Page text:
• The Libraries Consortium (previously known as the London Libraries Consortium).  Barking & Dagenham, Brent, Bromley, Croydon, Ealing, Enfield, Essex, Hackney, Haringey, Harrow, Havering, Hounslow, Kingston, Lewisham, Merton, Newham, Redbridge, Surrey, Thurrock, Tower Hamlets and Waltham Forest.  Bexley, Richmond and Wandsworth have left.  Shared library catalogue.
  • Manchester – Combined catalogue and membership for Manchester, Bolton, Oldham , Rochdale, Salford, Stockport and Trafford Libraries, with Tameside joining later. 2.8 million books available.
  • Northern IrelandLibraries NI is one authority looking after all the province.  However, it has decided on big cuts this year and has received much criticism for its failure to be responsive to local needs.  It also appears to treat Belfast Central Library as a branch library (without even a reference librarian) rather than as a hub for the province.
  • Mid Anglian book purchasing consortium – Leicestershire, Rutland, Cambridgeshire, Peterborough and Lincolnshire.  Claimed buying in bulk has saved Leicestershire alone £70,000 in 2011.
  • NEPO – North East Procurement Organisation Provision of library books to Durham County Council, Newcastle City Council, Darlington Borough Council , Gateshead Council, Stockton Borough Council, Middlesbrough Borough Council, Redcar & Cleveland Borough Council, Hartlepool Borough Council, Sunderland City Council, North Tyneside Council and South Tyneside Council.
  • North East Wales Schools Library Service – a joint authority funded service for Flintshire,  Denbighshire, Wrexham and Conwy councils.
  • North West and Yorkshire Libraries Book Consortium.
  • Sandwell Library management system shared with Sandwell College and Education Library Service, joint stock procurement with other Black Country libraries.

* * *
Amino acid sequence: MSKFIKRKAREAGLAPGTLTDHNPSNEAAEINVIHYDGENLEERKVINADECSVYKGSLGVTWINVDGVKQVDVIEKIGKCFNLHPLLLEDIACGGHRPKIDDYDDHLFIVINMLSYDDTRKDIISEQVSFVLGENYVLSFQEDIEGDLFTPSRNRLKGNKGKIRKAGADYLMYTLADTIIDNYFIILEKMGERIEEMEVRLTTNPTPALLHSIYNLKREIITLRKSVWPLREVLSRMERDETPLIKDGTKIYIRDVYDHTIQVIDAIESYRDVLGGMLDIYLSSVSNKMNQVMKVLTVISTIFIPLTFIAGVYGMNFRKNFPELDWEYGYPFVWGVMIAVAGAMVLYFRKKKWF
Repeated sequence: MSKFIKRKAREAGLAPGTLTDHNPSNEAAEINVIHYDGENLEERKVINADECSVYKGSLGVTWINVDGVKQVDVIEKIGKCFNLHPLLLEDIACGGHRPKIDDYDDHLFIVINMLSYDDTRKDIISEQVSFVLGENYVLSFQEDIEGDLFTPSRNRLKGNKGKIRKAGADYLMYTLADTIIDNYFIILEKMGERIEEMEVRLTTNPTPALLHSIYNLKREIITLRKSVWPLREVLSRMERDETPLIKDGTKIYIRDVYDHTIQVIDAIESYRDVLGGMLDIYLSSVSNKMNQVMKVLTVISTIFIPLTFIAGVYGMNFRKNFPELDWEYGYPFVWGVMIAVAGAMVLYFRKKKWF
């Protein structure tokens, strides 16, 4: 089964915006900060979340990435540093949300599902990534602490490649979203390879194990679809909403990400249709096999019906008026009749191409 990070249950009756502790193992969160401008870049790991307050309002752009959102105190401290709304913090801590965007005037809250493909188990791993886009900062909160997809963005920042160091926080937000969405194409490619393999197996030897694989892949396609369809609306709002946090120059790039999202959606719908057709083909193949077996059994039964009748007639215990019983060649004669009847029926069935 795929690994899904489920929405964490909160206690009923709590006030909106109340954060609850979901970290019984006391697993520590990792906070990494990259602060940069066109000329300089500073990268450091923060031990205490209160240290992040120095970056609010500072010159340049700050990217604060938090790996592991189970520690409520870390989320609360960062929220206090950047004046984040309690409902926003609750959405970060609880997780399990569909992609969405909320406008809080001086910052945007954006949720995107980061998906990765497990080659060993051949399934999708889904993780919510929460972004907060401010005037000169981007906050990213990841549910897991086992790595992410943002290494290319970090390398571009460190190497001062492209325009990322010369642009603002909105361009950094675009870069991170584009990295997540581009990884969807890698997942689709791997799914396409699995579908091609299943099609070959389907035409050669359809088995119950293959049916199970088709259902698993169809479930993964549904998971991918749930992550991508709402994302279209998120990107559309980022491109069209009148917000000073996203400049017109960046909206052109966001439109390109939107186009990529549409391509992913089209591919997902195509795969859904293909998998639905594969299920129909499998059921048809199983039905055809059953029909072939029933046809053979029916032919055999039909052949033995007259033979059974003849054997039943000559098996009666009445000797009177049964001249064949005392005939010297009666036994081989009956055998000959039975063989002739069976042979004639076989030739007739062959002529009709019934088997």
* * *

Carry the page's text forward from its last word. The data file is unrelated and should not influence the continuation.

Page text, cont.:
• Scottish Consortium of Public Libraries (SCoPL) – Angus, Perth & Kinross, Aberdeenshire, North Ayrshire, Aberdeen City and the High Life Highland
  • SELMS – Library management system/best practice/sharing resources – Brighton & Hove, Buckinghamshire, Camden, Hertfordshire, Kent, Medway, Milton Keynes, Reading, Richmond, Windsor & Maidenhead, Slough, Southend-on-Sea, Southwark and West Berkshire (updated June 2024).
  • SEPSIG – South East Performance Sets Interloans Group, set up in 2005.  A group of library authorities in the South East, whose members currently are (Bracknell Forest, East Sussex, Essex, Hampshire, Isle of Wight, Kent, Milton Keynes, Oxford, Portsmouth, Southampton, Surrey
    West Berkshire, Wokingham). Each member pays an annual subscription, and this money is then used to buy music sets which are housed in the top three lending authorities. Lend performance sets (music and drama) to each other for free (ie no BL numbers or UnityUK charges), and share advice and knowledge.  Meet twice a year, once for the AGM and once to decide what music to buy with the funds.
  • Libraries Connected (previously Society of Chief Librarians) – “Libraries Connected is a charity that will build on our previous work as Society of Chief Librarians (SCL). We are now partly funded by Arts Council England as the Sector Support Organisation for libraries. This funding provides increased capacity with a new team of staff and trustees to work alongside our members. However, we are proud to remain a membership organisation, made up of every library service in England, Wales and Northern Ireland.”